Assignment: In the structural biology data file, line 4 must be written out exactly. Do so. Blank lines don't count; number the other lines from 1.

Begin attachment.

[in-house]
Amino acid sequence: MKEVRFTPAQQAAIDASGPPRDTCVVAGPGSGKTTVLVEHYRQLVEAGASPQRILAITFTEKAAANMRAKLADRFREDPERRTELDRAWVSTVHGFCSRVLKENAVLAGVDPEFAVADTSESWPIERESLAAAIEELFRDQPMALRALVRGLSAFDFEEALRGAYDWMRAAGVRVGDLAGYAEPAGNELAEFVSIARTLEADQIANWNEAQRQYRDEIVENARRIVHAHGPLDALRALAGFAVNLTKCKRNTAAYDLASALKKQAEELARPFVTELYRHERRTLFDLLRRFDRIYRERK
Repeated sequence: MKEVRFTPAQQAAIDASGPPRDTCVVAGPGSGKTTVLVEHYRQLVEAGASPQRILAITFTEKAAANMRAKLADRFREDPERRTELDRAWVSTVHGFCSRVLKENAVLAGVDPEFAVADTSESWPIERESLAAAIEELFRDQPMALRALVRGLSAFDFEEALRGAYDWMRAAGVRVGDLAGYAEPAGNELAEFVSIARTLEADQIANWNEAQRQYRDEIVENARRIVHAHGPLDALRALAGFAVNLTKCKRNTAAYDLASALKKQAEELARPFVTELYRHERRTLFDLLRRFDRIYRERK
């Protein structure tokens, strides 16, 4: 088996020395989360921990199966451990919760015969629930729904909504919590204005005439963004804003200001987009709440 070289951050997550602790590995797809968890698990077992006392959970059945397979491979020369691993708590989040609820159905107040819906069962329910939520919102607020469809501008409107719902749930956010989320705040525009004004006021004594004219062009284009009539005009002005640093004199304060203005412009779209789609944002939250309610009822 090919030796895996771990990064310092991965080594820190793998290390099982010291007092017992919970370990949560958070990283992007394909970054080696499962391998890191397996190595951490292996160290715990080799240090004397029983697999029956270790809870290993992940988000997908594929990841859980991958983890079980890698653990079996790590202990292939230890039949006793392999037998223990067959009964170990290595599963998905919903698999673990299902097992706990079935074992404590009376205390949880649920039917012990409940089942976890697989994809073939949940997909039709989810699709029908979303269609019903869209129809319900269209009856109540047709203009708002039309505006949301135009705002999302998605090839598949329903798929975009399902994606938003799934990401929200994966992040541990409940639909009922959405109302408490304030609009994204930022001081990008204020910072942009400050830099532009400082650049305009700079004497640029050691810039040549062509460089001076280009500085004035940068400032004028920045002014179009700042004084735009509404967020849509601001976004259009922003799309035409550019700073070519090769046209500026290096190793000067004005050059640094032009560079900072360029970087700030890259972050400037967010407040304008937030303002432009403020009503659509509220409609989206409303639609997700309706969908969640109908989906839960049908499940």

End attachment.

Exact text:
């Protein structure tokens, strides 16, 4: 088996020395989360921990199966451990919760015969629930729904909504919590204005005439963004804003200001987009709440 070289951050997550602790590995797809968890698990077992006392959970059945397979491979020369691993708590989040609820159905107040819906069962329910939520919102607020469809501008409107719902749930956010989320705040525009004004006021004594004219062009284009009539005009002005640093004199304060203005412009779209789609944002939250309610009822 090919030796895996771990990064310092991965080594820190793998290390099982010291007092017992919970370990949560958070990283992007394909970054080696499962391998890191397996190595951490292996160290715990080799240090004397029983697999029956270790809870290993992940988000997908594929990841859980991958983890079980890698653990079996790590202990292939230890039949006793392999037998223990067959009964170990290595599963998905919903698999673990299902097992706990079935074992404590009376205390949880649920039917012990409940089942976890697989994809073939949940997909039709989810699709029908979303269609019903869209129809319900269209009856109540047709203009708002039309505006949301135009705002999302998605090839598949329903798929975009399902994606938003799934990401929200994966992040541990409940639909009922959405109302408490304030609009994204930022001081990008204020910072942009400050830099532009400082650049305009700079004497640029050691810039040549062509460089001076280009500085004035940068400032004028920045002014179009700042004084735009509404967020849509601001976004259009922003799309035409550019700073070519090769046209500026290096190793000067004005050059640094032009560079900072360029970087700030890259972050400037967010407040304008937030303002432009403020009503659509509220409609989206409303639609997700309706969908969640109908989906839960049908499940």